Washington, DC, USA
November 19, 2015
Overview: All major stages of plant breeding require field evaluation of new genotypes and multi-location field trials are routinely used to help breeders select the most promising varieties or hybrids. Field trials are also essential for other pre-commercial activities like variety registration, Plant Breeders Rights trials, and confined field trials for genetically engineered crops, all of which are subject to some kind of governmental oversight. It’s a very common practice for regulators to require such trials on a country-by-country basis, with the operating assumption being that every agro-ecosystem where these plants will be grown is unique and so new data must be generated accordingly. This brown bag lunch, organized by the World Bank and the Agriculture & Food Systems Institute, challenged that assumption with a novel approach that should help breeders (and regulators) strategically identify trial site locations in support of “data transportability” across geographies.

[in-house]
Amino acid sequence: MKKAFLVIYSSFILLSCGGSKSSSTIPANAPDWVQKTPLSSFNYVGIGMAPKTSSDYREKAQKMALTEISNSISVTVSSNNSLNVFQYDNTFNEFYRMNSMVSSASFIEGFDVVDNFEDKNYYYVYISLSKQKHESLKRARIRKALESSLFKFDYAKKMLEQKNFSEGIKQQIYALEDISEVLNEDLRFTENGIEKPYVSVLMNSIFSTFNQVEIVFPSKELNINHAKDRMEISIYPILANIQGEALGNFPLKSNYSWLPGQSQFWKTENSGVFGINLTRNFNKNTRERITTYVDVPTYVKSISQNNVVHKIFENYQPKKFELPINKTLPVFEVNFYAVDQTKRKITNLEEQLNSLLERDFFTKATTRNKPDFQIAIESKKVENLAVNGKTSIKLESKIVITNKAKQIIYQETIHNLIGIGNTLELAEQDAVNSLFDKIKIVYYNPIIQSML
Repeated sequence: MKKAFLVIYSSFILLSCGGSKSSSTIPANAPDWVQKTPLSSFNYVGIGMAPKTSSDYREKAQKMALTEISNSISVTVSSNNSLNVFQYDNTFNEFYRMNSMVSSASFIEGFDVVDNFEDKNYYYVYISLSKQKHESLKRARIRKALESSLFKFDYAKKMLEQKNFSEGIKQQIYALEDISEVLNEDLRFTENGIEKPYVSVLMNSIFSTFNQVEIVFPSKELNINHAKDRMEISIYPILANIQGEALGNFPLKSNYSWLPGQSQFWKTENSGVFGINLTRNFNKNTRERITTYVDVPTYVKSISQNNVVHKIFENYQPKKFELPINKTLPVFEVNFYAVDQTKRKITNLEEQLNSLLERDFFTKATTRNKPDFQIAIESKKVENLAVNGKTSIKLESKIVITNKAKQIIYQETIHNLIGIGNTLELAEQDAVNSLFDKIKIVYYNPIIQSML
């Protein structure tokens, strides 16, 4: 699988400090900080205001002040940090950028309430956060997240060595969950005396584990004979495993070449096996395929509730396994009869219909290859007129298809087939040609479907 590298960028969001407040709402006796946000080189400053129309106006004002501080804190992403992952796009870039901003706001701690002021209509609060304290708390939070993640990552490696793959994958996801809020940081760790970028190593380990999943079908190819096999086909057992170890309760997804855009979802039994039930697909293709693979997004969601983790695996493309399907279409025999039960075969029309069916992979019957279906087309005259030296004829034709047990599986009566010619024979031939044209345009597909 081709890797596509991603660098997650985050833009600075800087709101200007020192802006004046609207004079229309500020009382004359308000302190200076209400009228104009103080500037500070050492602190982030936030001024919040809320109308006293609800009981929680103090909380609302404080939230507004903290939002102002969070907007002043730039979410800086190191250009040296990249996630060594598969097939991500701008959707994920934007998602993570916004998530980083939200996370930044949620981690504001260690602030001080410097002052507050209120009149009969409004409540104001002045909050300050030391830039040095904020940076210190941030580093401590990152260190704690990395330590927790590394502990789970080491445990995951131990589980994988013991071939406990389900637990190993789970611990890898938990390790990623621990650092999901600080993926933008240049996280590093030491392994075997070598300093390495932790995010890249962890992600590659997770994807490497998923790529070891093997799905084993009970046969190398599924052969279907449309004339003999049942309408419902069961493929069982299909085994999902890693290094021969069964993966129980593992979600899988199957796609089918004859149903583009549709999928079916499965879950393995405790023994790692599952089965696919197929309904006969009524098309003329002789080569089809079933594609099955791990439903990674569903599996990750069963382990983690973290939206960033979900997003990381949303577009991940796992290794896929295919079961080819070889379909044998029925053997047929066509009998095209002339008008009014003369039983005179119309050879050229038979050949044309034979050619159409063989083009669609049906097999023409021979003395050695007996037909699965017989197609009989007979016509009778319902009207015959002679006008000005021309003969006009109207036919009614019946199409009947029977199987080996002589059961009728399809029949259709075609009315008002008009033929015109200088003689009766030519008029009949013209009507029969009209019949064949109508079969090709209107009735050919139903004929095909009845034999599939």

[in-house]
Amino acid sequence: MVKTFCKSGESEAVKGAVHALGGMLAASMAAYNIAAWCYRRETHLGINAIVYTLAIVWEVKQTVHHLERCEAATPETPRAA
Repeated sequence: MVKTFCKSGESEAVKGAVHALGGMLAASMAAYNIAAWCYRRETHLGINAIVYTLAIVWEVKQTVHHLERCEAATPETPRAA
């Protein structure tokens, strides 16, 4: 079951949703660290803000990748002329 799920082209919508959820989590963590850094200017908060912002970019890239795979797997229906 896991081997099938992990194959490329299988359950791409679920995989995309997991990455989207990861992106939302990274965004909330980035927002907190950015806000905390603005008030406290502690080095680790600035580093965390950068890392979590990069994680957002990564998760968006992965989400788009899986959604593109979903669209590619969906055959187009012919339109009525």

- Welcome Lunch and Introductions: Michael Morris, Lead Agricultural Economist, GFADR
- Transportability of Data Generated for Safety Evaluations of GM Crops: Monica Garcia-Alonso, Ph.D., Estel Consult Ltd
- Potential Applications of Peer Reviewed Zonation Schemes for Identifying Similarities and Differences between Agricultural Settings: Paul Hendley, Ph.D., Phasera Ltd.
- Discussants: Jeff Stein, Biosafety Adviser, Program for Biosafety Systems and Melissa Brown, Senior Economist, GFADR